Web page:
SOMATO (Somatic sensation + Vestibular + Vision)

SOMATO is a keyboard that allows you to feel each letter as it’s being typed which has lead to a 40% reduction in typing errors in early tests.

SOMATO is a keycap surface system that allows students to “feel their words.” Basically, it makes typing more like handwriting. Requiring no change of typing behavior, this up-and-coming tool makes typing more interactive and stimulating via the use of tactile character recognition. SOMATO allows each key to be individually recognized by the student’s fingertips using bumps and ridges and, therefore, adds a new sensory dimension to typing. For all ages.

TouchMath (Somatic Sensation + Vestibular + Vision)

TouchMath allows students to play with the numbers to understand and recognize them better.

TouchMath’s 3-D Numerals use physical numbers so that math can be touched. These physical numerals are 5 inches in length and have TouchPoints that help students develop numeral/quality association. The product comes with activity sheets that can be printed from a CD. For Pre-K – 1 + special education.

Education Place (Vestibular + Auditory)

Education Place provides many different learning activities that can be incorporated into the classroom.

Education Place is a website with a variety of instructions for different activities that can be performed in the classroom. There are dozens of different categories and fields of activities and there are activities for all ages. These activities allow students to learn by doing. Students learn to communicate and brainstorm with each other in order to reach their goals. For all ages.

About the Author
Author: Will Klingner
Will Klingner is a student at the University of Richmond with an interest in helping children learn. With experience teaching young kids basic reading and writing skills as well as swim instruction in the summer, he is always looking for the best ways to learn new things.

Like what we do?

The Latest EdTech News To Your Inbox

Follow us:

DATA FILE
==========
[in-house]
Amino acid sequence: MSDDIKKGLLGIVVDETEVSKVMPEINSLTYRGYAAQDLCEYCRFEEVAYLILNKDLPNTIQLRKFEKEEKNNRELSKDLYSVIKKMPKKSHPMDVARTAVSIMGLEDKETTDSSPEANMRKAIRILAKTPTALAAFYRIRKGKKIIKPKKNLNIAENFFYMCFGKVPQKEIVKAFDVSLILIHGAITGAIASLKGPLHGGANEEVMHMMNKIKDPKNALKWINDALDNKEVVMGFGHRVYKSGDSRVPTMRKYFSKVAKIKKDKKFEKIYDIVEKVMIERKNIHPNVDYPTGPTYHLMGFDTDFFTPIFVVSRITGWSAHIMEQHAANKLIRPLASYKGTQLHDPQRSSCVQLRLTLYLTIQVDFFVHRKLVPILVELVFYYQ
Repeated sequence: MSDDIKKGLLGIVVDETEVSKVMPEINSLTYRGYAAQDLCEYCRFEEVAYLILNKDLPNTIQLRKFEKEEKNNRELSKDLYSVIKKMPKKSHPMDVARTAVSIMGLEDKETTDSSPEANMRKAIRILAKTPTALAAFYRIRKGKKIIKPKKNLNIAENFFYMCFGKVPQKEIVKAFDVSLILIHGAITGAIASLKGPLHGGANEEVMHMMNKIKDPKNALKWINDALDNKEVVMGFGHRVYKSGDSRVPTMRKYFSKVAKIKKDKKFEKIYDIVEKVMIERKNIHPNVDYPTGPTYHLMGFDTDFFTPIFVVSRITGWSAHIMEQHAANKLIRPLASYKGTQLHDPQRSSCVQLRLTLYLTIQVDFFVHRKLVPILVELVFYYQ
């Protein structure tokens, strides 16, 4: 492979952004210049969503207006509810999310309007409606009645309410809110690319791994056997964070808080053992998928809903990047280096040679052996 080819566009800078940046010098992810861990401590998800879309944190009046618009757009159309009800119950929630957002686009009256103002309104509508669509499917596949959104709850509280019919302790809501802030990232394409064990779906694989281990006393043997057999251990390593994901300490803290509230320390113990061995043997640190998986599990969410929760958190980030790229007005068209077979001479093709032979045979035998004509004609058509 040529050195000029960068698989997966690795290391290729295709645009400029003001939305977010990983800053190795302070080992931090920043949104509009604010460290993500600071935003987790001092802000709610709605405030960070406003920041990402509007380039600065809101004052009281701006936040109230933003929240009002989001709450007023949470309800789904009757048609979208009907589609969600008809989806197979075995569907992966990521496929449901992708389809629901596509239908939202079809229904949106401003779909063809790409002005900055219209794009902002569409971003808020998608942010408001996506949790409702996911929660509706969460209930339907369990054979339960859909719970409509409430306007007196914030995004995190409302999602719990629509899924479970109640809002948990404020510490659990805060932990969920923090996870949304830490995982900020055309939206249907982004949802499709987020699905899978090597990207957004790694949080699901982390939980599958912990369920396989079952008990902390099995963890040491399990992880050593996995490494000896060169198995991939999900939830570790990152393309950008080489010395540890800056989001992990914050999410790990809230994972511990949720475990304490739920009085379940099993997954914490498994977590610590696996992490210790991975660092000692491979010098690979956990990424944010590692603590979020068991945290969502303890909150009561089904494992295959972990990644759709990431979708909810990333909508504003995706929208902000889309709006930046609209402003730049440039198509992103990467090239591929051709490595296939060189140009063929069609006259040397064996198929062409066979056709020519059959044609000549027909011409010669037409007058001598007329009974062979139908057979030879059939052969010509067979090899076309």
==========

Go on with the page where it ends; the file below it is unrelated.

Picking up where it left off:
Latest EdTech News To Your Inbox

About ETR Community

EdTechReview (ETR) is a community of and for everyone involved in education technology to connect and collaborate both online and offline to discover, learn, utilize and share about the best ways technology can improve learning, teaching, and leading in the 21st century.

EdTechReview spreads awareness on education technology and its role in 21st century education through best research and practices of using technology in education, and by facilitating events, training, professional development, and consultation in its adoption and implementation.


-> Read More

Join the EdTech Community

Subscribe and Join the 100,000+ members who trust us...

I find every news, reviews very informative and interesting. This site is indeed a great site for both teachers and learners. Thanks to EdTech for creating such an enriching site on education. Hats off!!
- Regin Brown, Educationist and Blogger, United Kingdom

My group likes this site because it's so up-to-date and has tons of relevant articles.
- Angela Giuliano, Teacher, New Mexico

Your write ups and articles ignites the minds making them receptive to the whole new wealth of EdTech.
- Jagat Rana, Parent, India

EdTechReview has some great resources for teachers who need to get some ideas about technology in the classroom.
- Loretta Wideman,Teacher, East Africa

EdTechReview keeps educators up to date with trending tech savvy terms relative to the discipline.
- Dr. Ingrid Rizzolo,Education Professional, Curriculum and Instruction Designer, New York City Area

-> Read More

Go to Our Client List

Adobe Avaya Bettasia Bonio Campus Management CK12 CKS Evernote IBM Intel IQPC Kidzania McGraw Hill Moodle Moot USC Rossier CMR University The British School Canadian International School Pathways Ridge Valley

Subscribe to our Newsletters...